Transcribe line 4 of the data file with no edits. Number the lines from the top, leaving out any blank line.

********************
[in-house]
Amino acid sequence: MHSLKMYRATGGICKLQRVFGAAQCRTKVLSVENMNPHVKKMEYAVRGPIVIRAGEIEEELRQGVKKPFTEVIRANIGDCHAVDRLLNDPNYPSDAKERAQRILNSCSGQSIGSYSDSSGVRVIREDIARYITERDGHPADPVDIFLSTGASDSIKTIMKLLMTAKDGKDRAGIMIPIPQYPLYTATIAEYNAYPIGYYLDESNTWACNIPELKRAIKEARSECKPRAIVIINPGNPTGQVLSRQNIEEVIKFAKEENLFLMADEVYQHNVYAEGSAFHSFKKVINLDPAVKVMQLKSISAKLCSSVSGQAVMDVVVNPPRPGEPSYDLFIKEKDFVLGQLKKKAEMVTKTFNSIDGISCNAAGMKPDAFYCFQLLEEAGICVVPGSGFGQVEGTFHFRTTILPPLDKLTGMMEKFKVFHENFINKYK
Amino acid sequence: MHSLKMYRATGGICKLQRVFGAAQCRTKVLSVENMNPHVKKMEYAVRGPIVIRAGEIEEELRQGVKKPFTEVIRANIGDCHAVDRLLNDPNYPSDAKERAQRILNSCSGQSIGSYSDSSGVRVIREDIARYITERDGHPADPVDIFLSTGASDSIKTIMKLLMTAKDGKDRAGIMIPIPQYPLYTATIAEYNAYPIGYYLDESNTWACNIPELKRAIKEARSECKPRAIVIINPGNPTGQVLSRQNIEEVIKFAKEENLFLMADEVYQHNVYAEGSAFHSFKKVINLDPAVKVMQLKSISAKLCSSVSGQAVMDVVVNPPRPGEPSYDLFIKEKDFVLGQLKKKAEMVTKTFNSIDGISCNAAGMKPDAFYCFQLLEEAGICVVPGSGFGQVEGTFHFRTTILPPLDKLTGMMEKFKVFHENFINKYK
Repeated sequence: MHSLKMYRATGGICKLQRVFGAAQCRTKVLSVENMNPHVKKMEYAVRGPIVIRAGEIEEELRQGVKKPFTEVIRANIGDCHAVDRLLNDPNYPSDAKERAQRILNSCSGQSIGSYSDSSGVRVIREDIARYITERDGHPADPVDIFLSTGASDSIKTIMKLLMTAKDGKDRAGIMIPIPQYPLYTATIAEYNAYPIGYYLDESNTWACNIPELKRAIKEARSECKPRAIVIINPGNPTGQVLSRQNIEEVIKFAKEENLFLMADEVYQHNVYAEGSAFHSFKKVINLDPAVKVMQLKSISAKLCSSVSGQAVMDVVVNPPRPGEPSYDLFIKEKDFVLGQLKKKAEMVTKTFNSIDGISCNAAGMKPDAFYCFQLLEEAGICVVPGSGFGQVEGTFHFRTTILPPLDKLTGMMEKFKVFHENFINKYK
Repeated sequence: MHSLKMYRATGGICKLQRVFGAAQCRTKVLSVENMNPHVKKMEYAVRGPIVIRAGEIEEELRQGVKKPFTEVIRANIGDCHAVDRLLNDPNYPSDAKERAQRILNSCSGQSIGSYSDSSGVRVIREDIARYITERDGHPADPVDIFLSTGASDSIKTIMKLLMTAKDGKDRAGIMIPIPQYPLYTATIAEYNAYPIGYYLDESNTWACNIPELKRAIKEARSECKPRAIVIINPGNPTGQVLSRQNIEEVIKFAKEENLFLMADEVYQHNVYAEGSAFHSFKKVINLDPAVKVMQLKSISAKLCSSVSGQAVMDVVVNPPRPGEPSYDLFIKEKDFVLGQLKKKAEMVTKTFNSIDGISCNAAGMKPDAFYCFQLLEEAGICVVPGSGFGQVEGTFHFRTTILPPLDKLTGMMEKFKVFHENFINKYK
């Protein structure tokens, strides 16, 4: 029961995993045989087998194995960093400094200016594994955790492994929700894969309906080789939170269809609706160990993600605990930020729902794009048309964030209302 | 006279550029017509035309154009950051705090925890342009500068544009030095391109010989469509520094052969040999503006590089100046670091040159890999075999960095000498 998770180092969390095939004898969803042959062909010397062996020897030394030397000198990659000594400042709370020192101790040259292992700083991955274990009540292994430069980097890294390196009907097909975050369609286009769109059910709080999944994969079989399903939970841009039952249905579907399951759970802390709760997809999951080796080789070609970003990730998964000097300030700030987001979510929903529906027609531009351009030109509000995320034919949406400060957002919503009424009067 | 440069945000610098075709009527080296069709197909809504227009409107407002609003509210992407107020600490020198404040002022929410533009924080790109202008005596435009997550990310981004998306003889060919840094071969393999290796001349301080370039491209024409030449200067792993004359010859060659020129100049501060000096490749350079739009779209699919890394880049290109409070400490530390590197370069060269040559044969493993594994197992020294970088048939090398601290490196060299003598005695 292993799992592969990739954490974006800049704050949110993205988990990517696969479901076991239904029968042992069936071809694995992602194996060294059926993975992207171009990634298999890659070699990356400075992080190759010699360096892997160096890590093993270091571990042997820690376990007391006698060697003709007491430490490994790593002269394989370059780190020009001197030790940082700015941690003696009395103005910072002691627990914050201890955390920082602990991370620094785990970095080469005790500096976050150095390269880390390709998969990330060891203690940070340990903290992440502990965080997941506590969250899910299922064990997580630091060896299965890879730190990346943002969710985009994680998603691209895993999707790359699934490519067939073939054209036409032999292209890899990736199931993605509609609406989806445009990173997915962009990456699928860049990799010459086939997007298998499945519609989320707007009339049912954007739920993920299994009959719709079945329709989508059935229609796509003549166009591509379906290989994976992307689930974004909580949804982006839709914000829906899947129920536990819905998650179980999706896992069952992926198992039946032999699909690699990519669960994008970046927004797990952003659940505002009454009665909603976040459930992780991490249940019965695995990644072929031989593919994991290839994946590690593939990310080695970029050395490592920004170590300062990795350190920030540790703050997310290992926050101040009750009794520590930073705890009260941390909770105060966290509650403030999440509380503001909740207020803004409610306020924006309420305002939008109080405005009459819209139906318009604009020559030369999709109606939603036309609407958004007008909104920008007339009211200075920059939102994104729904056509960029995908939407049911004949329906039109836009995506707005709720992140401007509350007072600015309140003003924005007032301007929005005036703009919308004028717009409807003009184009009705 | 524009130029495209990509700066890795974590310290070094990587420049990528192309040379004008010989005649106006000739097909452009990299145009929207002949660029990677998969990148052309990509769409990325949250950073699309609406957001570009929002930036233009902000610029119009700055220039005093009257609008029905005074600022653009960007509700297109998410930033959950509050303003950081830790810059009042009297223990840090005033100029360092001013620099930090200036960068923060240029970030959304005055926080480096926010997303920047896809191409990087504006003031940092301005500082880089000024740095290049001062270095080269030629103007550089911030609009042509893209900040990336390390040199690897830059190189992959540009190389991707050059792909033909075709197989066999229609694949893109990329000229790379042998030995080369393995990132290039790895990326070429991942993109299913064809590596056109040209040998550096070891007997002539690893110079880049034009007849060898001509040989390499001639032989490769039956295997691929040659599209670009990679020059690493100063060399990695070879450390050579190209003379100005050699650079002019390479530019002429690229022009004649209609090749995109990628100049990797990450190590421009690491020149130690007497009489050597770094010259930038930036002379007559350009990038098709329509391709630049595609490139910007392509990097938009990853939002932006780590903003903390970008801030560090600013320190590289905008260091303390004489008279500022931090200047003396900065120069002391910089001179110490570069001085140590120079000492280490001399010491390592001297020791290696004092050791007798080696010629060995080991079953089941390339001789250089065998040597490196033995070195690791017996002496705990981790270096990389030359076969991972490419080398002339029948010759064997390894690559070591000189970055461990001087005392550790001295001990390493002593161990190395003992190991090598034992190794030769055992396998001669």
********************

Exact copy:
Repeated sequence: MHSLKMYRATGGICKLQRVFGAAQCRTKVLSVENMNPHVKKMEYAVRGPIVIRAGEIEEELRQGVKKPFTEVIRANIGDCHAVDRLLNDPNYPSDAKERAQRILNSCSGQSIGSYSDSSGVRVIREDIARYITERDGHPADPVDIFLSTGASDSIKTIMKLLMTAKDGKDRAGIMIPIPQYPLYTATIAEYNAYPIGYYLDESNTWACNIPELKRAIKEARSECKPRAIVIINPGNPTGQVLSRQNIEEVIKFAKEENLFLMADEVYQHNVYAEGSAFHSFKKVINLDPAVKVMQLKSISAKLCSSVSGQAVMDVVVNPPRPGEPSYDLFIKEKDFVLGQLKKKAEMVTKTFNSIDGISCNAAGMKPDAFYCFQLLEEAGICVVPGSGFGQVEGTFHFRTTILPPLDKLTGMMEKFKVFHENFINKYK